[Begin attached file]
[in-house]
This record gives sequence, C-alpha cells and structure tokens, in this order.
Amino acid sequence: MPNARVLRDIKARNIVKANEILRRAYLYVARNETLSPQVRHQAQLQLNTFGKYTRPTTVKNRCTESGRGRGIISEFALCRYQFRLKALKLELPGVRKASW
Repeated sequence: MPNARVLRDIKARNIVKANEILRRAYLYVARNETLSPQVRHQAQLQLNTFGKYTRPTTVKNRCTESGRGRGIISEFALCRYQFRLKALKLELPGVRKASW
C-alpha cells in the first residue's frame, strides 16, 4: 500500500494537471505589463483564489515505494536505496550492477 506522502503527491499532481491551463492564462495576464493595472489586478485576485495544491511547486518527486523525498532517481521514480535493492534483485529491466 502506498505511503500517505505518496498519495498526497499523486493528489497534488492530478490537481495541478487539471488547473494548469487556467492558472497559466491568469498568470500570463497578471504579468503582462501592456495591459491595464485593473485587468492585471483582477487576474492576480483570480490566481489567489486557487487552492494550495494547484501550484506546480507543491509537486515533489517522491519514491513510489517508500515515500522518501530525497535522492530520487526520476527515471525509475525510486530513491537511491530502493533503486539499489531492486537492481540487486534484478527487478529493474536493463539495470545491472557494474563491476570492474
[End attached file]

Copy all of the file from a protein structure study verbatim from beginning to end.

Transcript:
[in-house]
This record gives sequence, C-alpha cells and structure tokens, in this order.
Amino acid sequence: MPNARVLRDIKARNIVKANEILRRAYLYVARNETLSPQVRHQAQLQLNTFGKYTRPTTVKNRCTESGRGRGIISEFALCRYQFRLKALKLELPGVRKASW
Repeated sequence: MPNARVLRDIKARNIVKANEILRRAYLYVARNETLSPQVRHQAQLQLNTFGKYTRPTTVKNRCTESGRGRGIISEFALCRYQFRLKALKLELPGVRKASW
C-alpha cells in the first residue's frame, strides 16, 4: 500500500494537471505589463483564489515505494536505496550492477 506522502503527491499532481491551463492564462495576464493595472489586478485576485495544491511547486518527486523525498532517481521514480535493492534483485529491466 502506498505511503500517505505518496498519495498526497499523486493528489497534488492530478490537481495541478487539471488547473494548469487556467492558472497559466491568469498568470500570463497578471504579468503582462501592456495591459491595464485593473485587468492585471483582477487576474492576480483570480490566481489567489486557487487552492494550495494547484501550484506546480507543491509537486515533489517522491519514491513510489517508500515515500522518501530525497535522492530520487526520476527515471525509475525510486530513491537511491530502493533503486539499489531492486537492481540487486534484478527487478529493474536493463539495470545491472557494474563491476570492474